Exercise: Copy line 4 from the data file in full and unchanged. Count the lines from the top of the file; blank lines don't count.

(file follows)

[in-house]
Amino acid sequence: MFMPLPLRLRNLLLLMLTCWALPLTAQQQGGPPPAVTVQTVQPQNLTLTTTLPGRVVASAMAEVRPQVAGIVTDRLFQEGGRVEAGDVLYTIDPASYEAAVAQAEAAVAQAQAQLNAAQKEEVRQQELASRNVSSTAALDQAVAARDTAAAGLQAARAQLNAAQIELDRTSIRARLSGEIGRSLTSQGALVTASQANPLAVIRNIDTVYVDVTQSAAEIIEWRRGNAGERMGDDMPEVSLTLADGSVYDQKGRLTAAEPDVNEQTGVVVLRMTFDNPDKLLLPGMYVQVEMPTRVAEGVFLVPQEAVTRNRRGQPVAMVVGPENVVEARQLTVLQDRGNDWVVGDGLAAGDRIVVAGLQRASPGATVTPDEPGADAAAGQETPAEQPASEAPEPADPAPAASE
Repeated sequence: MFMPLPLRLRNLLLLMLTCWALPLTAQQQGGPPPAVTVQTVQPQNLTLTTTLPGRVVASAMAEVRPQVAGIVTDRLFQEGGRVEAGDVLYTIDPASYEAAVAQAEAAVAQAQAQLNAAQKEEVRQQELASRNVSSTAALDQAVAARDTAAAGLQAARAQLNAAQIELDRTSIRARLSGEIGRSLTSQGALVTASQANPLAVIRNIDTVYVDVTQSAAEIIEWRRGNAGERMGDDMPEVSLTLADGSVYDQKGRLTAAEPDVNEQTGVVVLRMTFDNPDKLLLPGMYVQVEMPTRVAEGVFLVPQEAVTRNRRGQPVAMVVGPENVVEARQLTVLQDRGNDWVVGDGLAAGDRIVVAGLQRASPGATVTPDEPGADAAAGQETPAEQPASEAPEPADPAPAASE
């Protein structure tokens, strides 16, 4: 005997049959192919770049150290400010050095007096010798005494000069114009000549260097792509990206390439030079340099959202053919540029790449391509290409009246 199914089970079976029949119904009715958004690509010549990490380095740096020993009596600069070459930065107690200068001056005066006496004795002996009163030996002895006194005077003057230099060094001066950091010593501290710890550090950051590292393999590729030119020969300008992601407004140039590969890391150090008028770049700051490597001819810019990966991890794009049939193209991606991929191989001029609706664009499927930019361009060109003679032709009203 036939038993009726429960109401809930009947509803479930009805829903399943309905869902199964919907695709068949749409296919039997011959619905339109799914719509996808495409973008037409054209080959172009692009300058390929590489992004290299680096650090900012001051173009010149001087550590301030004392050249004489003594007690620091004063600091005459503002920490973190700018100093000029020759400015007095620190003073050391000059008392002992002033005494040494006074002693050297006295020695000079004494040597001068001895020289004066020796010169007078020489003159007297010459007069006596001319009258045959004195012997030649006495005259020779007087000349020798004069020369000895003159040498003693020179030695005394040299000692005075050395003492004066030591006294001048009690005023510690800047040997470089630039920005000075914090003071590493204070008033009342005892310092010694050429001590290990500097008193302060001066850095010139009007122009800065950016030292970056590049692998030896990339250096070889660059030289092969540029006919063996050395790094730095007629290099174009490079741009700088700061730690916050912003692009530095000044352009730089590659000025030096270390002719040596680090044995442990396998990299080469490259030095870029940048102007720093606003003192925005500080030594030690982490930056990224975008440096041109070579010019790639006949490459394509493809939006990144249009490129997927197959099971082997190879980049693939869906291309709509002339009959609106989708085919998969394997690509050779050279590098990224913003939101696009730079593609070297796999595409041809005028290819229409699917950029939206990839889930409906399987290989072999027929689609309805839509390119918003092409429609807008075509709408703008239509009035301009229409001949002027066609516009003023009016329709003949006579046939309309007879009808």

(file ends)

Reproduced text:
């Protein structure tokens, strides 16, 4: 005997049959192919770049150290400010050095007096010798005494000069114009000549260097792509990206390439030079340099959202053919540029790449391509290409009246 199914089970079976029949119904009715958004690509010549990490380095740096020993009596600069070459930065107690200068001056005066006496004795002996009163030996002895006194005077003057230099060094001066950091010593501290710890550090950051590292393999590729030119020969300008992601407004140039590969890391150090008028770049700051490597001819810019990966991890794009049939193209991606991929191989001029609706664009499927930019361009060109003679032709009203 036939038993009726429960109401809930009947509803479930009805829903399943309905869902199964919907695709068949749409296919039997011959619905339109799914719509996808495409973008037409054209080959172009692009300058390929590489992004290299680096650090900012001051173009010149001087550590301030004392050249004489003594007690620091004063600091005459503002920490973190700018100093000029020759400015007095620190003073050391000059008392002992002033005494040494006074002693050297006295020695000079004494040597001068001895020289004066020796010169007078020489003159007297010459007069006596001319009258045959004195012997030649006495005259020779007087000349020798004069020369000895003159040498003693020179030695005394040299000692005075050395003492004066030591006294001048009690005023510690800047040997470089630039920005000075914090003071590493204070008033009342005892310092010694050429001590290990500097008193302060001066850095010139009007122009800065950016030292970056590049692998030896990339250096070889660059030289092969540029006919063996050395790094730095007629290099174009490079741009700088700061730690916050912003692009530095000044352009730089590659000025030096270390002719040596680090044995442990396998990299080469490259030095870029940048102007720093606003003192925005500080030594030690982490930056990224975008440096041109070579010019790639006949490459394509493809939006990144249009490129997927197959099971082997190879980049693939869906291309709509002339009959609106989708085919998969394997690509050779050279590098990224913003939101696009730079593609070297796999595409041809005028290819229409699917950029939206990839889930409906399987290989072999027929689609309805839509390119918003092409429609807008075509709408703008239509009035301009229409001949002027066609516009003023009016329709003949006579046939309309007879009808």